The coffee industry is worth over $ 100 billion world wide ( more than gold ) employing over 120 million people throughout the world. It is the most sought after commodity after oil. Coffee was introduced in Ecuador early in the 19th century, and remained one of Ecuador's top export crops into the 1970s. Today it has been replaced by oil, shrimp and bananas.
Quality of coffee varies with genetic variety, altitude, weather, air, and soil - similar to wines and cacao. The varied ecosystems in Ecuador provide different coffee growing cultures, which creates complex and varied flavours.
Additionally growing, processing, roasting, and finally the method of extraction all impact the coffee's flavour. This is why Ecuadorean coffee beans make some of the most interesting and unique cups of joe on our planet.
Until recently our premium coffees, as with most agricultural products, are exported. Over 30 countries worldwide. Russia, Poland, Germany, Colombia, Italy, and the Netherlands buy over 80 percent of our total export volume. In 2015 Ecuador's total annual coffee production was about 42,600 tons ( 644,000 - 60 kg bags ) from 200,000 hectares under cultivation. World coffee production is 9.7 million tons annually - so Ecuador is a very small player producing less than .5 % of world production.
However there is some recognition, and growing local demand for our home grown quality coffee. It is still fairly rare as Ecuadorians prefer, and most cafes and restaurants here use instant coffee. Actually 86 % of Ecuador's coffee production is high yield, low quality instant coffee. Most coffee is grown on small several hectare fincas, where it is co-planted with cacao, citrus fruits, bananas, and or mangoes to provide interesting flavoured beans.
Today's educational coffee tour is to southern Ecuador's Loja, one of the most important coffee growing regions. About 5.5 hours south of Cuenca we arrive at a coffee farm in Vilcabamba.
The coffee plants seem randomly scattered, and grow on steep very irregular misty hillsides where the morning sun gains momentum in drying the overnight dew.
This high altitude is close to the sun for hotter days, colder nights, and less oxygen causing the plant more stress, which forces it to send most of its nutrients to its seed. From a North American agriculture perspective the organic farms are very natural, primitive, and poorly maintained, and as a result provide marginal yields. Protected by the haughty spirit of Saraguro's indigenous people, these 100 % arabica beans that are grown at an elevation of 1,500 meters are of high quality.
Arabica beans taste and smell better, however, they are much more susceptible to diseases and harsh weather. The primary growing regions in Ecuador for Arabica and Robusta coffee beans are:
Loja is one of the most important regions for quality-growing altitude between 1,000 and 2,000 meters;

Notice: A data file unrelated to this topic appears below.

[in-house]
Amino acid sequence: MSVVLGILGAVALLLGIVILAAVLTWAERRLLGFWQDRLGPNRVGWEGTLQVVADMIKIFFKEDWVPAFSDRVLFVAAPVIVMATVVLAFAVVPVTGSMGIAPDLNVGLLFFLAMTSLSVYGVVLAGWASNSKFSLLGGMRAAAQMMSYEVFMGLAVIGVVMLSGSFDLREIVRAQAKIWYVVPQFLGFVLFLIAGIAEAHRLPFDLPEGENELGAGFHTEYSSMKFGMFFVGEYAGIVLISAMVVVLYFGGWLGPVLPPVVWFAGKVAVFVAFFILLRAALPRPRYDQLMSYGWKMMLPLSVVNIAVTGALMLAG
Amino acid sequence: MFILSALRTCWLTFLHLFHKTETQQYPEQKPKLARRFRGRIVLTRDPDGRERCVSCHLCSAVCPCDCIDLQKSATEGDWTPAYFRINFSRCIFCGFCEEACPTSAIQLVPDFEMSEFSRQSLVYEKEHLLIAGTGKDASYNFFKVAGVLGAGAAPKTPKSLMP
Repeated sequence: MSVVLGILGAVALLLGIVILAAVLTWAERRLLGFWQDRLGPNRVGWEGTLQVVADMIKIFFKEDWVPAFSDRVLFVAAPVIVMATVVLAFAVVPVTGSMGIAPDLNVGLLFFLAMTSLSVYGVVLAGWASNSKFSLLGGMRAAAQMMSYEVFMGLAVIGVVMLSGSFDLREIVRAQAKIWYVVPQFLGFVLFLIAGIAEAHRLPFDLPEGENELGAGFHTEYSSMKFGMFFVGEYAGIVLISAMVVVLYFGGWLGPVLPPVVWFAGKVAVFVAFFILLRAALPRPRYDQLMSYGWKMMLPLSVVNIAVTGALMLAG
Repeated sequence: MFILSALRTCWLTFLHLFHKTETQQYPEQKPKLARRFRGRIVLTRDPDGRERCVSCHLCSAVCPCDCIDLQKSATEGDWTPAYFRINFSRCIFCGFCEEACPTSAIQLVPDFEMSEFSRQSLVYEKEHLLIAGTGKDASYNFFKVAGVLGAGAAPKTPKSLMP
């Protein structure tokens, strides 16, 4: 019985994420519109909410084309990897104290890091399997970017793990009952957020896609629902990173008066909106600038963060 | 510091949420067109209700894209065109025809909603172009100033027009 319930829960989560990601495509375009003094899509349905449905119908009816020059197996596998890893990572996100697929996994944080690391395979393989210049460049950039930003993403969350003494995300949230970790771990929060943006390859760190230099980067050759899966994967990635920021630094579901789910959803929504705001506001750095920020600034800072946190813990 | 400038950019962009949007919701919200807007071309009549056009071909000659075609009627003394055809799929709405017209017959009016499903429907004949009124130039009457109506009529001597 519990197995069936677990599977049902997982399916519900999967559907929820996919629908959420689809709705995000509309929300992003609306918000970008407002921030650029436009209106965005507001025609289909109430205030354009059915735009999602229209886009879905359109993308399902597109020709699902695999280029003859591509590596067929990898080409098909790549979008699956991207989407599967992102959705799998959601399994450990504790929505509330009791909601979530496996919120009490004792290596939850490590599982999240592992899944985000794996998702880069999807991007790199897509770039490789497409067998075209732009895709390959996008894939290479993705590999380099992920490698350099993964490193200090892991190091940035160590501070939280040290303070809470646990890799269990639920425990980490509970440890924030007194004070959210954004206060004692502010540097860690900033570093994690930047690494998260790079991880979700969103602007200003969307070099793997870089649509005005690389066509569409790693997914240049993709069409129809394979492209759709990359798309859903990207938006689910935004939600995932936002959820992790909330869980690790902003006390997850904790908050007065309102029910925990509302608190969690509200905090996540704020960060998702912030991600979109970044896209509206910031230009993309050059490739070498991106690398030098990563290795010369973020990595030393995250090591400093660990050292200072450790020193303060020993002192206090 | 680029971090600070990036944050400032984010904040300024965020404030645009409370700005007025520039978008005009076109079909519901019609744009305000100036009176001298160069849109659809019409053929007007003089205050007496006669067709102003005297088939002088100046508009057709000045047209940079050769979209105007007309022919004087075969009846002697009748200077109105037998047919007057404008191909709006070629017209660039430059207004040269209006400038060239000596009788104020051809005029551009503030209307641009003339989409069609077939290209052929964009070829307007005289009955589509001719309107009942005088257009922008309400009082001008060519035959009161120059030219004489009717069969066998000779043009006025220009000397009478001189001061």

Pichincha a newer region-growing altitude between 1,000 and 1,800 meters;
Zamora - Chinchipe - growing altitude between 800 and 1,800 meters;
Carchi-growing altitude between 1,200 and 1,800 meters;
Manabi oldest region with higher yields of poorer quality- growing altitude between 200 and 700 meters;
Galapagos - growing altitude between 300 and 400 meters;
El Oro growing altitude between 500 and 1,300 meters;
The " bean belt " for growing coffee is between the latitudes of 25 degrees North and 30 degrees South. Coffee plants can live for up to 100 years, but risk of diseases such as leaf rust and roya increases with plant age. Prices fluctuate and when too low to justify harvesting the beans are left to rot on the bushes which causes problems with pests. On this finca the soil is rich and dark, the steep mountainside provides altitude, varying climate, and fresh air. Pigs and chickens are raised to " weed and aerate the soil " and contribute organic matter.
Plants are usually about five years old when they first flower ( twice annually ) and set a green cherry. After about 8 months the cherry ripens and turns red. When the berries are red and ready for harvesting they are hand picked - a difficult and labour intensive process. Selectively harvesting only the ripe cherries a typical worker will collect 50 kilos daily. Red berries, with their higher aromatic oil and lower organic acid content, are more fragrant, smooth, and mellow. Coffee picking is one of the most important stages in coffee production.
Farmers deliver their daily harvests to a local cooperativa for processing. Processing production encompasses the drying (wet milling) process, threshing / dry milling, classification, and roasting of the coffee beans. All green coffee is processed however the methods vary and have a significant effect on the flavor.
First is the wet milling process of which there are two main ways to dry the coffee.